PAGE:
• Security
    • Automation
  • CCIE Wireless becomes CCIE Enterprise Wireless
    • There is no more CCIE written, the CCNP ENCOR exam qualifies you to sit the CCIE Enterprise Wireless Lab
    • The policy to sit the lab 18 months after the written exam is gone. Now you have 3 years after you passed your ENCOR to sit in the lab.
    • The CCIE Enterprise Wireless Exam will cover (link):
      • Radio Frequency and Standards
      • Enterprise Wired Campus
      • Enterprise Wireless Network
      • Wireless Security and Identity Management
      • Wireless business applications and services
      • Automation, Analytics and Assurance

New exams go live on February 24, 2020. Training for these new certifications will start this year (probably more towards the end of the year.)

All certifications will now be valid for 3 years. And the Continuous learning program can now be used at all levels, including CCNA and CCNP.

  • 30 credits are required to recertify a CCNA
  • 80 credits are required to recertify a CCNP
  • 120 credits are required to recertify a CCIE

Credits can be earned by:

  • Attending Cisco training
  • Taking Cisco exams
  • Attending Cisco Live
  • Authoring content

What are the migration steps?

  • New CCNA replaces current CCNA certs 
    • Cloud
    • Collaboration
    • Cyber Ops
    • Data Center
    • CCDA
    • Industrial
    • R&S
    • Security
    • SP
    • Wireless
  • If you complete any current CCNA/CCDA before Feb 24, 2020 you will receive new CCNA and a training badge in the corresponding technology area
  • CCNP Wireless
    • If you pass any of the CCNP Wireless exams prior to Feb 24, 2020 then you will become a Cisco Certified Specialist
    • CCNP WIDESIGN and/or WIDEPLOY give you Cisco Certified Specialist – Enterprise Wireless Design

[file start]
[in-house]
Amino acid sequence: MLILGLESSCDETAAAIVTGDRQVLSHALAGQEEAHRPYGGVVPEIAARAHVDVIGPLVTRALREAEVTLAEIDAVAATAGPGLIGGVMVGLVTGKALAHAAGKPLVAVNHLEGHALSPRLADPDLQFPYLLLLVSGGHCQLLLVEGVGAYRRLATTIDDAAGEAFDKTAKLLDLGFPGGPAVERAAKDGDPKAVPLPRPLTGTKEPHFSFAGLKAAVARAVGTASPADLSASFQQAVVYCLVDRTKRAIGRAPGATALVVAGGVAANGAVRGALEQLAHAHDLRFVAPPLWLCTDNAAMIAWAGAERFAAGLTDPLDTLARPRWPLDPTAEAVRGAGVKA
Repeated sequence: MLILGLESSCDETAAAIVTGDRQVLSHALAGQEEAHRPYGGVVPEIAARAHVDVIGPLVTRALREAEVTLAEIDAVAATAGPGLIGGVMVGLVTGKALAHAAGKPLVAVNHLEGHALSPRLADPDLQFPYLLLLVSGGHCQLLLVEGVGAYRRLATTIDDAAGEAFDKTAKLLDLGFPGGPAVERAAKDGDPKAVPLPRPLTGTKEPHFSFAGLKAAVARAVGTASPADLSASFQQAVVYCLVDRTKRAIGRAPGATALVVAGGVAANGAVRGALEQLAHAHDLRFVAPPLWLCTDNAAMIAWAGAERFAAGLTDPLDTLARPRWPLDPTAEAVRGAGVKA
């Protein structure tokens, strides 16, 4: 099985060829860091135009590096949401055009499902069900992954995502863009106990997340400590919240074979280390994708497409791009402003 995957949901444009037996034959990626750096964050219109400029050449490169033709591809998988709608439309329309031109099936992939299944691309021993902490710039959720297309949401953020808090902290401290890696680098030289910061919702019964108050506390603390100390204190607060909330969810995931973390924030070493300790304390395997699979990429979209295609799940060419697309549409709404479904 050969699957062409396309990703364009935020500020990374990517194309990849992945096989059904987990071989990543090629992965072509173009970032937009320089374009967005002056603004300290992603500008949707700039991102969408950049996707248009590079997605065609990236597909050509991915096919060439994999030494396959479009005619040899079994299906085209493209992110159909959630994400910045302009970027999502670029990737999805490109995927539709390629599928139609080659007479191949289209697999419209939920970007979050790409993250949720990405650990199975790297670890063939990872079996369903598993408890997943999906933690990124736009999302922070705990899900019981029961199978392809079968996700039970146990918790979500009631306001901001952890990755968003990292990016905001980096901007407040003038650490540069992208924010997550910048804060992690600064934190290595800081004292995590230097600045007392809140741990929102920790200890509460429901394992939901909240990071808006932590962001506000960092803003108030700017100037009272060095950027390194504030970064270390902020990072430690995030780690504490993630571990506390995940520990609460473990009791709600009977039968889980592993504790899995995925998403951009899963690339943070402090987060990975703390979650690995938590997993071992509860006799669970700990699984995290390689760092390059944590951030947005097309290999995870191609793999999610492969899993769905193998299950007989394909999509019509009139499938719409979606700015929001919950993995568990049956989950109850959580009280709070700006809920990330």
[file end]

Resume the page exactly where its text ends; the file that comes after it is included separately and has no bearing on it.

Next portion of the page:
• CCNP WITSHOOT and/or WISECURE give you Cisco Certified Specialist – Enterprise Wireless Implementation
    • If you have all four, you will get the new CCNP Enterprise certification and the specialist certifications, Cisco Certified Specialist – Enterprise Wireless Design and Cisco Certified Specialist – Enterprise Wireless Implementation
    • If you have partial CCNP Wireless (2 or 3 out of the 4) you will need to take 300-401 ENCOR (enterprise core) to get the new CCNP certification
    • You don’t need to be CCNA certified to become a CCNP. You can jump in directly at the CCNP level
    • Passing the core exam will qualify you to sit the CCIE Wireless lab.
  • What if you have a CCNA and a specialization? 
    • New CCNA is consolidated. 
    • You keep your CCNA
    • If you have a specialization you will receive a training badge for that technology area, for example, CCNA Wireless.

Cisco Networking Academy will expand to train students for DevNet Associate and Professional level certifications.

Links and Resources

CTS 053: 3 Simple Tips for Passing the CWAP Exam

These 3 simple tips for passing the CWAP exam may seem easier said than done. Listen to the podcast to hear more details about each tip and how I used them to pass the CWAP exam.